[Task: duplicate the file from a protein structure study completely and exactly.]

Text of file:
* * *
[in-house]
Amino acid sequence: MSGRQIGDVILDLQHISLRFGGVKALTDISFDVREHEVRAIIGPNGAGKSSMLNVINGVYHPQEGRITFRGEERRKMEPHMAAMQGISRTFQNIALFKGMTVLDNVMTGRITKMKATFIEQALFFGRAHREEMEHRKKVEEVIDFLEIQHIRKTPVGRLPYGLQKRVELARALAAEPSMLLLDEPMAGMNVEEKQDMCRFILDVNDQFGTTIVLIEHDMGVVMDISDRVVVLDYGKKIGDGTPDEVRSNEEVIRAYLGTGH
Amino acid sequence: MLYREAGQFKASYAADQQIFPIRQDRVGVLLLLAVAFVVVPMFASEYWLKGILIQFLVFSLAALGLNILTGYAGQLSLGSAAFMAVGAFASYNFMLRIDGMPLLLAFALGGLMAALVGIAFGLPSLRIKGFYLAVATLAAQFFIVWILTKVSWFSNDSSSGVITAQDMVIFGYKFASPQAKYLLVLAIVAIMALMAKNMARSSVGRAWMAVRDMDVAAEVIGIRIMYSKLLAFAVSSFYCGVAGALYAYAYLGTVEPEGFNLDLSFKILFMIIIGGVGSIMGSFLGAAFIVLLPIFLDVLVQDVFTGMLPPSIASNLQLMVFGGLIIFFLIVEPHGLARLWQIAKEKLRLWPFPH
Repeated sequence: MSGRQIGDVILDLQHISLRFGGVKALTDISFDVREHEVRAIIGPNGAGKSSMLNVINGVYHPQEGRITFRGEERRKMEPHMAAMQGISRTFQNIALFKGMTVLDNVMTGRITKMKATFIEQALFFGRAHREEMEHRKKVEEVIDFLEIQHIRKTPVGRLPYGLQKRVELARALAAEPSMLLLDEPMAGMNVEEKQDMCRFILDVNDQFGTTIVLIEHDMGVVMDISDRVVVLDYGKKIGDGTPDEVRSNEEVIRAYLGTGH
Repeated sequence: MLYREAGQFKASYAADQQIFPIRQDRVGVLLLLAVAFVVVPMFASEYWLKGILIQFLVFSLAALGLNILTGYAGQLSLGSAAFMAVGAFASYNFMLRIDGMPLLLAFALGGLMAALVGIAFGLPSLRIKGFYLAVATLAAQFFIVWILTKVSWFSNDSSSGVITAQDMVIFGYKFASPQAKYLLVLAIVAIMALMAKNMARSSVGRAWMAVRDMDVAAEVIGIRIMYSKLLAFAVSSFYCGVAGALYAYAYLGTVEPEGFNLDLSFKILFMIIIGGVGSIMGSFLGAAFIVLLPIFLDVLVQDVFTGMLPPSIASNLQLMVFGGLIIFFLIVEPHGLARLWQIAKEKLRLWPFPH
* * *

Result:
[in-house]
Amino acid sequence: MSGRQIGDVILDLQHISLRFGGVKALTDISFDVREHEVRAIIGPNGAGKSSMLNVINGVYHPQEGRITFRGEERRKMEPHMAAMQGISRTFQNIALFKGMTVLDNVMTGRITKMKATFIEQALFFGRAHREEMEHRKKVEEVIDFLEIQHIRKTPVGRLPYGLQKRVELARALAAEPSMLLLDEPMAGMNVEEKQDMCRFILDVNDQFGTTIVLIEHDMGVVMDISDRVVVLDYGKKIGDGTPDEVRSNEEVIRAYLGTGH
Amino acid sequence: MLYREAGQFKASYAADQQIFPIRQDRVGVLLLLAVAFVVVPMFASEYWLKGILIQFLVFSLAALGLNILTGYAGQLSLGSAAFMAVGAFASYNFMLRIDGMPLLLAFALGGLMAALVGIAFGLPSLRIKGFYLAVATLAAQFFIVWILTKVSWFSNDSSSGVITAQDMVIFGYKFASPQAKYLLVLAIVAIMALMAKNMARSSVGRAWMAVRDMDVAAEVIGIRIMYSKLLAFAVSSFYCGVAGALYAYAYLGTVEPEGFNLDLSFKILFMIIIGGVGSIMGSFLGAAFIVLLPIFLDVLVQDVFTGMLPPSIASNLQLMVFGGLIIFFLIVEPHGLARLWQIAKEKLRLWPFPH
Repeated sequence: MSGRQIGDVILDLQHISLRFGGVKALTDISFDVREHEVRAIIGPNGAGKSSMLNVINGVYHPQEGRITFRGEERRKMEPHMAAMQGISRTFQNIALFKGMTVLDNVMTGRITKMKATFIEQALFFGRAHREEMEHRKKVEEVIDFLEIQHIRKTPVGRLPYGLQKRVELARALAAEPSMLLLDEPMAGMNVEEKQDMCRFILDVNDQFGTTIVLIEHDMGVVMDISDRVVVLDYGKKIGDGTPDEVRSNEEVIRAYLGTGH
Repeated sequence: MLYREAGQFKASYAADQQIFPIRQDRVGVLLLLAVAFVVVPMFASEYWLKGILIQFLVFSLAALGLNILTGYAGQLSLGSAAFMAVGAFASYNFMLRIDGMPLLLAFALGGLMAALVGIAFGLPSLRIKGFYLAVATLAAQFFIVWILTKVSWFSNDSSSGVITAQDMVIFGYKFASPQAKYLLVLAIVAIMALMAKNMARSSVGRAWMAVRDMDVAAEVIGIRIMYSKLLAFAVSSFYCGVAGALYAYAYLGTVEPEGFNLDLSFKILFMIIIGGVGSIMGSFLGAAFIVLLPIFLDVLVQDVFTGMLPPSIASNLQLMVFGGLIIFFLIVEPHGLARLWQIAKEKLRLWPFPH